By walking with Jesus instead of just meeting Him at the house, Andrew became convinced about who Jesus was and was already telling people about Him.  Although John 1:39 says that “they stayed with Him that day,” verse 41 says “he found first his own brother Simon and said to him, ‘We have found the Messiah,’” which, John explains “means Christ.”  Andrew thought it might take several visits with Jesus at the house to determine who He truly was and if He was worthy to be followed.  Yet by walking with Jesus on the journey, Andrew found the answer to his question.  At first, he may have been confused, whispering to John, “why doesn’t He just tell us where He stays at?” He may have wondered why Jesus was taking such a long time actually getting to the house, but as they walked on together and Jesus talked with them, expounding truth to them about the Kingdom, he realized he had found far more than he imagined he might.  We do not know exactly what Jesus said to him—that part is left out—but we can be sure of this—it was more than enough to convince Andrew that Jesus truly was the One sent by God to save Israel from their sins.

By having Andrew walk with Him, Jesus was able to bring Peter to that meeting Andrew and John had first requested.  So instead of just two future apostles, there were three.  Jesus knew what He was doing, and though it might have seemed strange in the moment, it was all a part of a greater plan.

And so with us, we have a destination we are trying to get to: heaven.  We have heard the truth about Jesus, and for those of us who have believed in Him, He has promised a home with Him for eternity (John 14:1-3).  Yet sometimes we wonder, why doesn’t He just take us home to be with Him at the moment we believe?  This arises especially when it seems that Jesus is taking us the long way home.  That is, we go through unexplainable hardships, persecution for our faith, times of weariness.  If God’s promise is so secure, why does He make us wait?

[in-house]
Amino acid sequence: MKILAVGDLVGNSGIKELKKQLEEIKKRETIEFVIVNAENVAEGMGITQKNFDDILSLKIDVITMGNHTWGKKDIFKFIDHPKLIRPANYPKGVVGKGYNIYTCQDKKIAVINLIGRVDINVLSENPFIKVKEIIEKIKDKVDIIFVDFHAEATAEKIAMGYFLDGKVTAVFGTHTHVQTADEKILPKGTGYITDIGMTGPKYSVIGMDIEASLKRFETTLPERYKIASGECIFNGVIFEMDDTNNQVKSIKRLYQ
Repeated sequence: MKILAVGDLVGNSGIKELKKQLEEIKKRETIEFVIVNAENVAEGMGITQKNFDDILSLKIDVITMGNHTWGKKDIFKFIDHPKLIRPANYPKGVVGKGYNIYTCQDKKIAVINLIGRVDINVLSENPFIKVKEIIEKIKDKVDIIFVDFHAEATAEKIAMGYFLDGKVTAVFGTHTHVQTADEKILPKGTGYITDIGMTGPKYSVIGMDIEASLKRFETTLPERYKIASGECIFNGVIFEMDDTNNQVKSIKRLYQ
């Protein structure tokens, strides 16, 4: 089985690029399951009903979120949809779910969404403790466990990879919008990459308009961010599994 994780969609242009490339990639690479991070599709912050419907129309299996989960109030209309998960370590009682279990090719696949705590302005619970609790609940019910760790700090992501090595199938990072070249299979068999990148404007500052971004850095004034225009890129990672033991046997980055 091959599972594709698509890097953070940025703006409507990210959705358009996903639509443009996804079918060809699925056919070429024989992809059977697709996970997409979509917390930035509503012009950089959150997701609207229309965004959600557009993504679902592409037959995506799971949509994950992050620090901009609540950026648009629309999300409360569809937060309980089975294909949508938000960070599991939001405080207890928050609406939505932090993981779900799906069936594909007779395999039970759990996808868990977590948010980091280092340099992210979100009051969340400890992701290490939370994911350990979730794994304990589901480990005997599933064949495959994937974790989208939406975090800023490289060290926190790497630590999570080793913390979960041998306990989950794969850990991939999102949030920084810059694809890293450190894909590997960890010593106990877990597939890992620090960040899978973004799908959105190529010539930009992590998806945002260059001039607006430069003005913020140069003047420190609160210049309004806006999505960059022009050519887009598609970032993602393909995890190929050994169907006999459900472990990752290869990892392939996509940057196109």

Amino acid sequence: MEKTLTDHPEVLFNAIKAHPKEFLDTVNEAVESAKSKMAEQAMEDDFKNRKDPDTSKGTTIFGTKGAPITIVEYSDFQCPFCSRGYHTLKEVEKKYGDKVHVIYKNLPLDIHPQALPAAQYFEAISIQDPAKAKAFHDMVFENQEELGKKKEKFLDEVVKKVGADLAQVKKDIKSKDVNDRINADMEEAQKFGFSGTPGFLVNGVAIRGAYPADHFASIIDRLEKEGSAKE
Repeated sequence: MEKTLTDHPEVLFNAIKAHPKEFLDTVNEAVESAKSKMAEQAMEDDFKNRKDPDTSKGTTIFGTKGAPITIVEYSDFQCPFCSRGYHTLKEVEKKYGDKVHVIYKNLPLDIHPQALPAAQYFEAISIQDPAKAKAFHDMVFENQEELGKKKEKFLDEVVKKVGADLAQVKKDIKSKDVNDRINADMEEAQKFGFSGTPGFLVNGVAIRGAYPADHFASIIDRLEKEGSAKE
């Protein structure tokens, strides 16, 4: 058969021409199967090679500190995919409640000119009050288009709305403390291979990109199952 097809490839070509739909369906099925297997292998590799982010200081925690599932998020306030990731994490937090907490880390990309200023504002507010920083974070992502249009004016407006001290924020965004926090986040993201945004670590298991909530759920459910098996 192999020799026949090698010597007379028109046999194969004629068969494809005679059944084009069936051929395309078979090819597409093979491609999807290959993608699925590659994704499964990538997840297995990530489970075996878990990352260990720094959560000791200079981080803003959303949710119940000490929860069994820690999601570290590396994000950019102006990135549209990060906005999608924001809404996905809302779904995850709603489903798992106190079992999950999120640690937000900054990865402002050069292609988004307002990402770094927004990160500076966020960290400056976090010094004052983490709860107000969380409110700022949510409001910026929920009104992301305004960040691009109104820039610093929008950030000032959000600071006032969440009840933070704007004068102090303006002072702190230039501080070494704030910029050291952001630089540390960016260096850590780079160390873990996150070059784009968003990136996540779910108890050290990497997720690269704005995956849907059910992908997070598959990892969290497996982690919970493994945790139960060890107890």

The answer is the same for us as it was for Andrew: He wants us to bring more people along.  If God simply raptured us at the moment of conversion, who would there be left to fulfill the Great Commission (Acts 1:8)? Who would there be to spread the Gospel into every part of the world?  We don’t know if there would be anyone, but this is clear, that God has called the Church to take the message of His salvation to every corner of the earth, beginning at the next street corner in our neighborhood.

This is the attitude the apostle Paul had as well.  In his letter to the beloved Philippians (I love that book of the Bible), Paul expresses his dilemma of wanting to be at home with Christ and of feeling the need to stay on earth.  After stating, “For to me to live is Christ and to die is gain,” he reveals, “but if I am to live on in the flesh, this will mean fruitful labor for me” (Philippians 1:21, 22).  For Paul, there was no choice of being alive and not serving Christ in spreading the Gospel.  He had already told the Corinthians, “I do all things for the sake of the Gospel” (1 Corinthians 9:23).  Can I say the same for myself?

But this is exactly what God is calling us to.  Though we may not know why He doesn’t directly answer our questions, why He doesn’t just bring us home to be with Him now, we are to trust that He does indeed have a greater purpose in His choice of calling us to walk with Him.  He has so much to teach us, so many more He wants us to bring along.  Let us not miss those purposes as we follow Him one step at a time.